April 20, 2001
Grin and Bear It
Researchers Study Laughter's Effect On Illness
L O S A N G E L E S, April 20th; UCLA psychiatrist Margaret Stuber spends her days showing
kids funny videos. But don't laugh, it's serious research.
Stuber, who works at the UCLA
Jonsson Cancer Center, is heading up the Rx Laughter study. The researchers are trying to
figure out whether pediatricians should be prescribing laughter to help heal sick
"What I'm actually hoping for is nothing less than revolutionizing the
way we treat kids," Stuber said. Ever since author Norman Cousins claimed to have
laughed himself out of a terminal disease, scientists have theorized that laughing somehow
bolsters the human immune system. UCLA researchers are putting that theory to the test. So
far the results look promising.
"So our suspicion from the data we have is that laughter really helps
fight off infection," Stuber told Good Morning America's Science Editor Michael
Guillen. "So if that's true then having people laugh on an ongoing basis should be
helpful for healing and fighting off illness."
Help From Hollywood
To gather up their arsenal of funny material, the researchers got help
from Hollywood. In fact, the Creator and brainchild of Rx Laughter is entertainment
industry executive Sherry Dunay Hilber. Ms. Hilber is the Founder and President of Rx
Laughter . Ms. Hilber brought the project to UCLA's Dr. Stuber and Dr. Zeltzer, and
continues to oversee the entire project. An experienced primetime network creative
executive, Ms. Hilber has overseen such top primetime comedy series as
"Roseanne" among numerous others.
She called on the talents of comic legends including the Marx Brothers, Lucille Ball, and
Abbott & Costello, all of whose living offspring are donating the films to the
"How do you license something like that?" said Chris Costello, daughter of comic
actor Lou Costello. "You can't, it's like, do you put a price tag on health?"
Initial research focused on healthy children, and their responses to
humorous videos. The doctors used non-invasive medical procedures to measure heart rate,
and other biologic functions to see if laughter has a measurable physiological effect on
healthy children and adolescents.
Next the research will shift to young patients with diseases such as
cancer and AIDS that impact the immune system. The hope: humor can be incorporated into
treatment procedures for young patients. For example, children and adolescents undergoing
chemotherapy or other frightening procedures could watch funny videos to help alleviate
stress and fear.
Wired Into Laughter
The UCLA study is just starting, and is slated to run five years, but
it's already getting some tantalizing results. Perfectly healthy kids
are wired up, then asked to do something harmless, but painful. They are asked to submerge
one of their hands in cold water, at 10 degrees Celsius, and keep it there for as long as
they can, up to a maximum of three minutes.
On average, kids are able to hold their arms in the freezing water for
only about 87 seconds. But if they are shown funny videos during the
painful procedure, their heart rate, blood pressure, and breathing - all
their vital signs - get better, stronger, so they're able to put up with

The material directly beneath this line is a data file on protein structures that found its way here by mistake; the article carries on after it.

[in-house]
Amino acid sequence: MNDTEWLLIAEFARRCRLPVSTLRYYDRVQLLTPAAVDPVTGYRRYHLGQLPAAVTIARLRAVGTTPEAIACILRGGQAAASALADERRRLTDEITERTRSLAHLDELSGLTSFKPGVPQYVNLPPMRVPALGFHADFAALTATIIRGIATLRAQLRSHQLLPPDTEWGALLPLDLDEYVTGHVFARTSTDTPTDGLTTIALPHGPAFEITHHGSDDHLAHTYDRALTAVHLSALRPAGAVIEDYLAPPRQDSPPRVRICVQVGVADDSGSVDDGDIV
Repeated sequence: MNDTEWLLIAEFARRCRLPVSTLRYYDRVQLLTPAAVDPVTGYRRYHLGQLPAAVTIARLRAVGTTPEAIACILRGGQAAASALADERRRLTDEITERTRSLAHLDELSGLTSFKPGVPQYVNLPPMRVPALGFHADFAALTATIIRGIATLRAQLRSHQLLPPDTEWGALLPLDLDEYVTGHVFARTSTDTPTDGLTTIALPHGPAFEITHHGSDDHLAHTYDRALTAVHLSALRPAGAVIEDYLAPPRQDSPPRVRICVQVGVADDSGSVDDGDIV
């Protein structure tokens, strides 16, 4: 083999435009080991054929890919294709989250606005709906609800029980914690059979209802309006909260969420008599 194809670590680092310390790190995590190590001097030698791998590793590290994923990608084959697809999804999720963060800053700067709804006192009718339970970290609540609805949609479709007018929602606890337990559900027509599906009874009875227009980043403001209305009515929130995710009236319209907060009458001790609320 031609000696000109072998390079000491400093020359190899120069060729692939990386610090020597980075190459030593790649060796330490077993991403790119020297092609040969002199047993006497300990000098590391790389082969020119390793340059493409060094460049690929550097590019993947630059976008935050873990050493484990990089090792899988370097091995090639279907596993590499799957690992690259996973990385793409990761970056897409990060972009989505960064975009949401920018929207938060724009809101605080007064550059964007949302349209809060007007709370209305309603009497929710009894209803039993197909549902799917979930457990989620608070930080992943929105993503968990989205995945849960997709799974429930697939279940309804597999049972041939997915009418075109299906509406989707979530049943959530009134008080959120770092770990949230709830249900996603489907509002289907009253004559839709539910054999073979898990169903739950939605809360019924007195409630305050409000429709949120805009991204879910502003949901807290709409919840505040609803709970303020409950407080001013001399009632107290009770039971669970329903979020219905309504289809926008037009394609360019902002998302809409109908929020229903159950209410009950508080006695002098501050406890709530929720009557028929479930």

the pain for 125 seconds, a full 40 percent longer.
And afterwards, a sample of the stress hormone Cortisol in their saliva shows that
laughing helps their bodies recover from the ordeal much faster.
"I'm hoping we can prove that laughter actually heals, that laughter can not only
help with immediate pain and fear, but actually help make a difference for people who are
fighting long-term illness," Stuber said.
Take Two Abbott and Costellos
Many of the children in the study had never seen some of the slapstick classics that were
done 50 years ago. One of the potential pitfalls in picking comedy for adults is that they
are more selective than children, and one adult might react differently to slapstick than
"For my father, he loved kids so this would have been a real triumph,
you know, for him to think that their movies were being shown in the
hospitals today to help kids," Chris Costello said.
Does this mean that doctors might someday say something like "take two Abbott &
Costellos and call me in the morning? "
"I would love it," she said. "I would love it."
April 20 - Probably the most famous example of laughter as medicine goes back to Norman
Cousins, the former editor of Saturday Review magazine. He suffered from ankylosing
spondylitis, a connective-tissue disease, and was convinced that laughing before bed
helped lead him to recovery because it was the only way he was able to sleep. In 1979, he
wrote Anatomy of an Illness, describing his struggle. But he's not the only one who has
made the laughter connection.
A Japanese study that was published in the February issue of the Journal of the American
Medical Association looked at people allergic to dust mites. When the subjects were
injected with dust-mite allergens, they developed smaller skin rashes after watching the
Charlie Chaplin movie Modern Times than they had before seeing the movie.
When the subjects watched weather, their response was not affected.
Another study of college students found that those with a good sense of humor had fewer
colds and upper respiratory infections than students who did not.
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